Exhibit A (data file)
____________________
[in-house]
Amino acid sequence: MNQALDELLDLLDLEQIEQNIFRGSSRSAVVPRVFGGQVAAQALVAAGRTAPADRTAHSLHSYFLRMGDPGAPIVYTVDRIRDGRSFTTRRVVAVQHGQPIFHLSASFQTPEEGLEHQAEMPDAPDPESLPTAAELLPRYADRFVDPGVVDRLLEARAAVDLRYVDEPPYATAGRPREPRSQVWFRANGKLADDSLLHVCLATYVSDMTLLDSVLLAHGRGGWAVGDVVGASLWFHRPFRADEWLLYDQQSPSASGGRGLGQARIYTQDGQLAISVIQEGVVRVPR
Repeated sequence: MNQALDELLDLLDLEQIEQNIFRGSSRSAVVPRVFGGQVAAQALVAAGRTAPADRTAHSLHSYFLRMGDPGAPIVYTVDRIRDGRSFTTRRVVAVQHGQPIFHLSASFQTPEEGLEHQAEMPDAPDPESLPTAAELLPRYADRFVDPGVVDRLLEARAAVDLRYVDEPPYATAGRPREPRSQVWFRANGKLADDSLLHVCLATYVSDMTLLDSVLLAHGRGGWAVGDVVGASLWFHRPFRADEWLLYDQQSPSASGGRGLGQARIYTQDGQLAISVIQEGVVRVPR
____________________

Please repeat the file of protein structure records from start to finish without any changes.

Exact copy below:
[in-house]
Amino acid sequence: MNQALDELLDLLDLEQIEQNIFRGSSRSAVVPRVFGGQVAAQALVAAGRTAPADRTAHSLHSYFLRMGDPGAPIVYTVDRIRDGRSFTTRRVVAVQHGQPIFHLSASFQTPEEGLEHQAEMPDAPDPESLPTAAELLPRYADRFVDPGVVDRLLEARAAVDLRYVDEPPYATAGRPREPRSQVWFRANGKLADDSLLHVCLATYVSDMTLLDSVLLAHGRGGWAVGDVVGASLWFHRPFRADEWLLYDQQSPSASGGRGLGQARIYTQDGQLAISVIQEGVVRVPR
Repeated sequence: MNQALDELLDLLDLEQIEQNIFRGSSRSAVVPRVFGGQVAAQALVAAGRTAPADRTAHSLHSYFLRMGDPGAPIVYTVDRIRDGRSFTTRRVVAVQHGQPIFHLSASFQTPEEGLEHQAEMPDAPDPESLPTAAELLPRYADRFVDPGVVDRLLEARAAVDLRYVDEPPYATAGRPREPRSQVWFRANGKLADDSLLHVCLATYVSDMTLLDSVLLAHGRGGWAVGDVVGASLWFHRPFRADEWLLYDQQSPSASGGRGLGQARIYTQDGQLAISVIQEGVVRVPR